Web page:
ASIL 2018 Recap: Rule-Making By International Organizations

By Caitlin Hunter

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Rule-Making By International Organizations, on Friday, April 6th, explored the key role specialized international organizations play in creating highly influential soft law. A wide variety of international organizations create rules, including:

1. The International Labour Organization (ILO): Tomi Kohiyama (Deputy Legal Adviser, ILO) described how the ILO sets labor standards that protect the basic rights of workers, including their 1998 Declaration on Fundamental Principles and Rights at Work and 2008 Declaration on Social Justice for a Fair Globalization. The ILO standards are routinely incorporated into trade treaties. Additionally, the ILO supervises member states’ reports on their compliance with labor standards. José Alvarez (Professor, NYU Law) said that ILO was also a pioneer in its efforts to challenge state centrality, regulating private organizations and individuals directly through documents such as the Maritime Labor Convention.

2. The International Organization for Standardization (ISO): Mary Saunders (Vice-President for Government Relations and Public Policy, American National Standards Institute) explained that the ISO has developed over 2000 standards, including anti-bribery and social responsibility standards. National standards bodies from over 161 countries participate in creating standards that are designed to function in both mature and developing economies.

3. The World Health Organization (WHO): Both Alvarez and Nicola Bonucci (Director for Legal Affairs, Organisation for Economic Cooperation and Development) noted the influence of WHO guidelines. Although WHO guidelines are not directly binding, they are routinely cited in both national and international adjudication. In particular, WHO guidelines and amicus briefs played a key role in obtaining judgments against Phillip Morris. Fearing a similar negative impact, the sugar industry strenuously attempted to initiate a backlash against WHO sugar guidelines.

4. The Organisation for Economic Co-operation and Development and the International Finance Corporation, which provide guidance on economic and social development issues that include agriculture, the environment, and gender equality.

5. The Basel Committee, which sets widely followed banking standards.

6. The United Nations High Commissioner for Refugees, whose refugee status determinations are binding in all but name.

The panelists made the following points:

1. The distinction between soft and hard law is weakening. Hard law is softening, as treaties increasingly provide non-binding guidelines and allow states to achieve the substantial equivalent of obligations. On the other hand, soft law is hardening due to the increasing organizational obsession with benchmarking. It’s no longer accurate to claim that courts and police are necessary to enforce international law. Monitoring, reporting requirements, peer pressure, and naming and shaming are often (although admittedly not always) effective in ensuring compliance. When advising client or seeking to establish international norms, attorneys must consider both hard and soft law.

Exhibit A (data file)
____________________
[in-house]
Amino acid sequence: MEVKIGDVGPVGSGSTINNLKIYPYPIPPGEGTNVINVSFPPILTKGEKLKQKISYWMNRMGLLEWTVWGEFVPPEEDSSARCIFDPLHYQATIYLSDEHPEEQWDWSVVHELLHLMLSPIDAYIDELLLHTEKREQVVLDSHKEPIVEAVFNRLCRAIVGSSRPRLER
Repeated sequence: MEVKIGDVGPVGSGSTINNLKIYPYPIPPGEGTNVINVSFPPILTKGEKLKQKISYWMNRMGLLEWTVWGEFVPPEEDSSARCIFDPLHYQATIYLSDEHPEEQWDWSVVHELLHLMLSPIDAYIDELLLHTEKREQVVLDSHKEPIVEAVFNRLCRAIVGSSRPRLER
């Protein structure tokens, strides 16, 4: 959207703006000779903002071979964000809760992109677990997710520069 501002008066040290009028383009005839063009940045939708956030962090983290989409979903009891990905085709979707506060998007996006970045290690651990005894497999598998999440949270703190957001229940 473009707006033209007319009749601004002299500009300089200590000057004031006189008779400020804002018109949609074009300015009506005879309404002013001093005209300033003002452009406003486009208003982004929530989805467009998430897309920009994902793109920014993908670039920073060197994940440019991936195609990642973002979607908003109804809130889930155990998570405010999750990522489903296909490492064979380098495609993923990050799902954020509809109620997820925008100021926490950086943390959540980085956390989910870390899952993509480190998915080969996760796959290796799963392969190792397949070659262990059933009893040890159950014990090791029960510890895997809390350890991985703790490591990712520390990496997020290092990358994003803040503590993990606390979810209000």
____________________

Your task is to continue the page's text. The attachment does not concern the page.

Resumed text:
2. Inclusiveness is vital to maintaining legitimacy. Many traditional international organizations are not necessarily effective at consulting and informing stakeholders and decisions may be dominated by the stakeholders with the loudest voices. In contrast, ISO strives to include all materially interested affected parties from all of its member states. Standards bodies from developing countries make up the vast majority of ISO members and serve as a key source of ideas. Of course, inclusiveness is not always easy and Saunders acknowledged that some countries were better at getting stakeholder input than others. Likewise, Kohiyama noted that ILO members have a mandate to collaborate but sometimes lack the political will.

3. Responsiveness to change is also vital to maintaining legitimacy. ISO reviews its standards every five years to ensure that they are current. The ILO recently reformed its constitution and standing orders to better reflect the modern world, abrogating obsolete standards for jobs that have not existed since the early 1900s.

4. Coordination between soft law organizations is not always easy. Alvarez noted that international organizations have differing paths and goals and often attempt to defend their turf. He also pointed out that many organizations that create soft law ignore soft norms intended to regulate international organizations. In contrast, Bonucci defended the importance of competition, emphasizing that the free market of ideas creates a wide variety of options.

Clearly, the details of soft law rule-making are continually evolving. Just as clearly, however, soft law is taking on an increasingly important role in international law.

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